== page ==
This excerpt from “The Underground Railroad” by William Still describes how two fugitives escaped by schooner from North Carolina to Philadelphia.
Unlike many other fugitives who told their stories to the Philadelphia committee of the Railroad, these two said that they didn’t experience severe physical abuse. But they couldn’t tolerate the institution of slavery any longer and were prepared to risk death to escape it.
They have a very difficult passage while concealed below decks due to the other goods being transported by the helpful captain.
One of the fugitives, Abram Galloway, returned to North Carolina and was elected to the senate.
About The Book
“The Underground Railroad” was published in 1872. The book gives the testimonies of hundreds of slaves who escaped to freedom using the network of agents and safe houses.
The author, William Still, was a black abolitionist and businessman who was a key member of the Philadelphia stop in the freedom network.
The book is in the public domain. It can be found in the Library of Congress.
Any headings and italicized text in the excerpt below were added by the website editor. The rest is nearly verbatim from the book. There are some changes to the punctuation.
Excerpt – Rare Travelers From North Carolina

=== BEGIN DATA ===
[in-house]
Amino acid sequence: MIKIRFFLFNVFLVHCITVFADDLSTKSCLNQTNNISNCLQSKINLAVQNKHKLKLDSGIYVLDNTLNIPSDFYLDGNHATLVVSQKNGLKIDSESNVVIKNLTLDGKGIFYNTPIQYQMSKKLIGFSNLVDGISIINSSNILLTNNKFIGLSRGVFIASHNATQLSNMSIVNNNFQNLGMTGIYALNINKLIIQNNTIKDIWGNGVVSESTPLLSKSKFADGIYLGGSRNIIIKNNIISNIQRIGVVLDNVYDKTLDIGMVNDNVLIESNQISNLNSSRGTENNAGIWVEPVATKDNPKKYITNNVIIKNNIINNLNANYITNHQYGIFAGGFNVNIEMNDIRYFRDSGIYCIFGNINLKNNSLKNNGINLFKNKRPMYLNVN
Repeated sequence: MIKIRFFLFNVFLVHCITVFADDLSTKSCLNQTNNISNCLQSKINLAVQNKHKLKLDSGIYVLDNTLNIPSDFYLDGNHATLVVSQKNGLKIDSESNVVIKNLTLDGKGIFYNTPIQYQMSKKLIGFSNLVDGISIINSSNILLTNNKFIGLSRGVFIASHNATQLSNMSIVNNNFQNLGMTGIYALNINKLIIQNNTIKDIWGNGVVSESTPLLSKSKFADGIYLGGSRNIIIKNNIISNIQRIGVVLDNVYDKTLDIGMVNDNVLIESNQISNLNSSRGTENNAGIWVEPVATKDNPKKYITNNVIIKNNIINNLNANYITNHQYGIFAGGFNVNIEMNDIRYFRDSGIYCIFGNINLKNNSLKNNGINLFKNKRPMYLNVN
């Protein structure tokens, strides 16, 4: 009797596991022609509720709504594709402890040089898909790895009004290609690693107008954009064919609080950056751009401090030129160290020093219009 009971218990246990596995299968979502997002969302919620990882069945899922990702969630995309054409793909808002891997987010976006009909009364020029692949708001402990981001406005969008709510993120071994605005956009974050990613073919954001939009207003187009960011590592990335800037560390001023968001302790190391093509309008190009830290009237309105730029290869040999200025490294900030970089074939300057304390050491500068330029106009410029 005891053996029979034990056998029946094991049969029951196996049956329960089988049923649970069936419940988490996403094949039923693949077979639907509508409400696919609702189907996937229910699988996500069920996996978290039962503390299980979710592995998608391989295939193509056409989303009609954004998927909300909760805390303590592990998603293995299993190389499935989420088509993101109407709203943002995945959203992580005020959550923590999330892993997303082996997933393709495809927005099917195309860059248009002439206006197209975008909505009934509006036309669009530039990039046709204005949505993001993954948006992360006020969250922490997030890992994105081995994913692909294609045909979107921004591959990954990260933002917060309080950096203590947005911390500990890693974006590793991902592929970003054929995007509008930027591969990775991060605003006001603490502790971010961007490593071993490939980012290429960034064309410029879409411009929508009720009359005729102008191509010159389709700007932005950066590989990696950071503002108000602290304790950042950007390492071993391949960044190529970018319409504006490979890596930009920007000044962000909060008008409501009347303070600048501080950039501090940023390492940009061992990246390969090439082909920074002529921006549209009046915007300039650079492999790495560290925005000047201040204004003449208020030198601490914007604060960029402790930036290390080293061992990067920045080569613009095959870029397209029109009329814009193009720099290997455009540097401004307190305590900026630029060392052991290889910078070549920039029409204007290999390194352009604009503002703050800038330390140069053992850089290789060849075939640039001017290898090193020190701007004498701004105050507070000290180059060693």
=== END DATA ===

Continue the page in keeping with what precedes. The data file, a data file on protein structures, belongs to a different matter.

The Philadelphia branch of the Underground Rail Road was not fortunate in having very frequent arrivals from North Carolina.
Of course such of her slave population as managed to become initiated in the mysteries of traveling North by the Underground Rail Road were sensible enough to find out nearer and safer routes than through Pennsylvania.
Nevertheless the Vigilance Committee of Philadelphia occasionally had the pleasure of receiving some heroes who were worthy to be classed among the bravest of the brave, no matter who they may be who have claims to this distinction.
About Abram Galloway
Abram was only twenty-one years of age, mulatto, five feet six inches high, intelligent and the picture of good health.
“What was your master’s name?” inquired a member of the Committee.
“Milton Hawkins,” answered Abram.
“What business did Milton Hawkins follow?” again queried said member.
“He was chief engineer on the Wilmington and Manchester Rail Road”
(not a branch of the Underground Rail Road), responded Richard.
“Describe him,” said the member.
“He was a slim built, tall man with whiskers. He was a man of very good disposition. I always belonged to him; he owned three. He always said he would sell before he would use a whip.
His wife was a very mean woman; she would whip contrary to his orders.”
“Who was your father?” was further inquired.
“John Wesley Galloway,” was the prompt response.
“Describe your father?”
“He was captain of a government vessel; he recognized me as his son, and protected me as far as he was allowed so to do; he lived at Smithfield, North Carolina. Abram’s master, Milton Hawkins, lived at Wilmington, N.C.”
[Website note: Abram’s father was a white man with some status.]
Why Abram Decided To Escape